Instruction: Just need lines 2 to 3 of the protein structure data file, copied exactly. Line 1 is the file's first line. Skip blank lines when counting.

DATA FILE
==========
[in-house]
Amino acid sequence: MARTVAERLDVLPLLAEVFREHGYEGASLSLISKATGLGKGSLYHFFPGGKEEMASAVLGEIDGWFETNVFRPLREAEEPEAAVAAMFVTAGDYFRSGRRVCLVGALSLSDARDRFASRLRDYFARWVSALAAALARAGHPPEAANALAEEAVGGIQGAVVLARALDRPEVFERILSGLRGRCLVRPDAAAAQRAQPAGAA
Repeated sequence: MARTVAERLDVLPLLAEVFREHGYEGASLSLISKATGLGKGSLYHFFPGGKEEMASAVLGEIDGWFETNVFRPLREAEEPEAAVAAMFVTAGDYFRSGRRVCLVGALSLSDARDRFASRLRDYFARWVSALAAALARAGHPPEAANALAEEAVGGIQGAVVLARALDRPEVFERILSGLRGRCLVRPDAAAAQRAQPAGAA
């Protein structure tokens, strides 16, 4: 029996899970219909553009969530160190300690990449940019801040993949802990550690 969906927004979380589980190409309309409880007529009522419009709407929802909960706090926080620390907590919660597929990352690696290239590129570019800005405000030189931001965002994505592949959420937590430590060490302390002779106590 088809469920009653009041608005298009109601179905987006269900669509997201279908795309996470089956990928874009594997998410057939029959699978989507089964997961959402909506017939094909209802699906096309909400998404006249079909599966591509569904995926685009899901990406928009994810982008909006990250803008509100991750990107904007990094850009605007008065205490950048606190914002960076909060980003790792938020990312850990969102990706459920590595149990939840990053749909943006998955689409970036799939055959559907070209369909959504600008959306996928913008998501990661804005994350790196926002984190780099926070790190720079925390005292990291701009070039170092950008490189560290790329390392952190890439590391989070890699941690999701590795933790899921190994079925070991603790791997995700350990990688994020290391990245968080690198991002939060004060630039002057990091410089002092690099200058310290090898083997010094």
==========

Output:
Amino acid sequence: MARTVAERLDVLPLLAEVFREHGYEGASLSLISKATGLGKGSLYHFFPGGKEEMASAVLGEIDGWFETNVFRPLREAEEPEAAVAAMFVTAGDYFRSGRRVCLVGALSLSDARDRFASRLRDYFARWVSALAAALARAGHPPEAANALAEEAVGGIQGAVVLARALDRPEVFERILSGLRGRCLVRPDAAAAQRAQPAGAA
Repeated sequence: MARTVAERLDVLPLLAEVFREHGYEGASLSLISKATGLGKGSLYHFFPGGKEEMASAVLGEIDGWFETNVFRPLREAEEPEAAVAAMFVTAGDYFRSGRRVCLVGALSLSDARDRFASRLRDYFARWVSALAAALARAGHPPEAANALAEEAVGGIQGAVVLARALDRPEVFERILSGLRGRCLVRPDAAAAQRAQPAGAA